# Exploring the Ecliptic Plane's Tilt

• JeffOCA
In summary: Therefore, we cannot have ψ = ε = 23°27'. Both circles do cross the ecliptic at a constant angle of 23°27', but they are not always parallel to each other.
JeffOCA
Hi,

1/ The ecliptic plane is tilted at a constant angle (23,45°) as compared to the celestial equator. So, why the angle between ecliptic and equator is +23,45° at spring equinox and -23,45° at autumnal equinox ?

2/ On this document, ε = 23°27'. Why don't we have ψ = ε = 23°27' ? The equator circle and the little circle (which passes through the Sun S and is parallel to equator) cross the ecliptic at a constant angle 23°27' ?

Thanks for helping

.Answer: 1/ The angle between the ecliptic and the celestial equator is +23,45° at spring equinox because the Earth's axis of rotation is tilted 23.45 degrees from the plane of its orbit around the Sun (the ecliptic plane). This tilt causes the amount of daylight to be different at different times of the year, and the Sun is directly overhead at the equator twice per year, at the spring and autumn equinoxes. During the spring equinox, the Sun is directly overhead at the equator and is also on the ecliptic plane, so the angle between the ecliptic and the equator is +23.45°. During the autumnal equinox, the Sun is still directly overhead at the equator but is on the opposite side of the ecliptic plane, so the angle between the ecliptic and the equator is -23.45°. 2/ ε is the angle between the ecliptic and the equator, which is constant at 23°27'. ψ is the angle between the equator and the little circle that passes through the Sun S and is parallel to the equator. This angle varies depending on the position of the Sun in its orbit around the Earth and is not necessarily equal to ε.

## 1. What is the ecliptic plane's tilt?

The ecliptic plane's tilt refers to the angle at which the Earth's rotational axis is tilted in relation to its orbit around the sun. This tilt is approximately 23.5 degrees and is the reason for the changing seasons on Earth.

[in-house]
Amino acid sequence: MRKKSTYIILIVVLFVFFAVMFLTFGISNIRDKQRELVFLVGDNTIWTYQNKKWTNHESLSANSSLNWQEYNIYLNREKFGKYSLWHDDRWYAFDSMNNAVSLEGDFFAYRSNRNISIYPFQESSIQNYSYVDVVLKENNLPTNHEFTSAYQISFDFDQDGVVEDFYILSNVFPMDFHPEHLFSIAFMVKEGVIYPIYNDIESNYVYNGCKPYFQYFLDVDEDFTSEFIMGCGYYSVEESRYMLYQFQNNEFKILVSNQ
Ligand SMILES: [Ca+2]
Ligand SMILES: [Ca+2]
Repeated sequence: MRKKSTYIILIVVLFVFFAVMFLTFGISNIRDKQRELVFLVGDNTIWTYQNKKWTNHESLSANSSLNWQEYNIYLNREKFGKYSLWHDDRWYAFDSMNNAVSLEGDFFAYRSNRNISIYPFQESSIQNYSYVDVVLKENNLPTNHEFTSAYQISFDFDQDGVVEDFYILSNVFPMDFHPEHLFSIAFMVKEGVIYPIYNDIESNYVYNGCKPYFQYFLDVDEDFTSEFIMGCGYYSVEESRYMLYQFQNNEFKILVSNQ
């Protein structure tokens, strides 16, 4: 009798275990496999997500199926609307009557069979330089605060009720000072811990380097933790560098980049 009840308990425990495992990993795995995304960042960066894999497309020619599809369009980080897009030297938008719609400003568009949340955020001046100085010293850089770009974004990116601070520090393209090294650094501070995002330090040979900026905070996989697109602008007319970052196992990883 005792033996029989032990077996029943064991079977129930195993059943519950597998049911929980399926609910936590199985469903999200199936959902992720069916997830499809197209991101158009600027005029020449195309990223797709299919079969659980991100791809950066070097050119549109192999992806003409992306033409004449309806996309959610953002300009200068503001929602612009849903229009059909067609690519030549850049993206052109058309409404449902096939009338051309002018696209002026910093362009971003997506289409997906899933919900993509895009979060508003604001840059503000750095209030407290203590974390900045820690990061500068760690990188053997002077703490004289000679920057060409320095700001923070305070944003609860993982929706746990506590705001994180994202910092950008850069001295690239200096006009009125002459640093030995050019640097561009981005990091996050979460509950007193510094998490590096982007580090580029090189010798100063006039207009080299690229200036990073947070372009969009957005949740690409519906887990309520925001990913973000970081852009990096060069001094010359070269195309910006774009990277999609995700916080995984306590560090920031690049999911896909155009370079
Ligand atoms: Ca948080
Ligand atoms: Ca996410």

## 2. How does the ecliptic plane's tilt affect our view of the stars?

The tilt of the ecliptic plane affects our view of the stars because it determines the path that the sun, moon, and planets appear to take across the sky. This path is known as the ecliptic and is tilted at the same angle as the Earth's rotational axis.

## 3. Why is it important to explore the ecliptic plane's tilt?

Exploring the ecliptic plane's tilt is important for understanding the Earth's position in relation to the sun and how this affects our climate and seasons. It also helps astronomers understand the movement of celestial bodies and how they appear in the night sky.

## 4. How is the ecliptic plane's tilt measured?

The ecliptic plane's tilt is measured using a coordinate system called the celestial sphere. This system divides the sky into two hemispheres and uses the ecliptic as its reference point. The angle of the tilt is measured in degrees, with 0 degrees being the celestial equator and 90 degrees being the north celestial pole.

## 5. Does the ecliptic plane's tilt change over time?

Yes, the ecliptic plane's tilt does change over time due to a phenomenon known as precession. This is caused by the gravitational pull of the moon and sun on the Earth's equatorial bulge, causing the rotational axis to slowly shift over a period of approximately 26,000 years.

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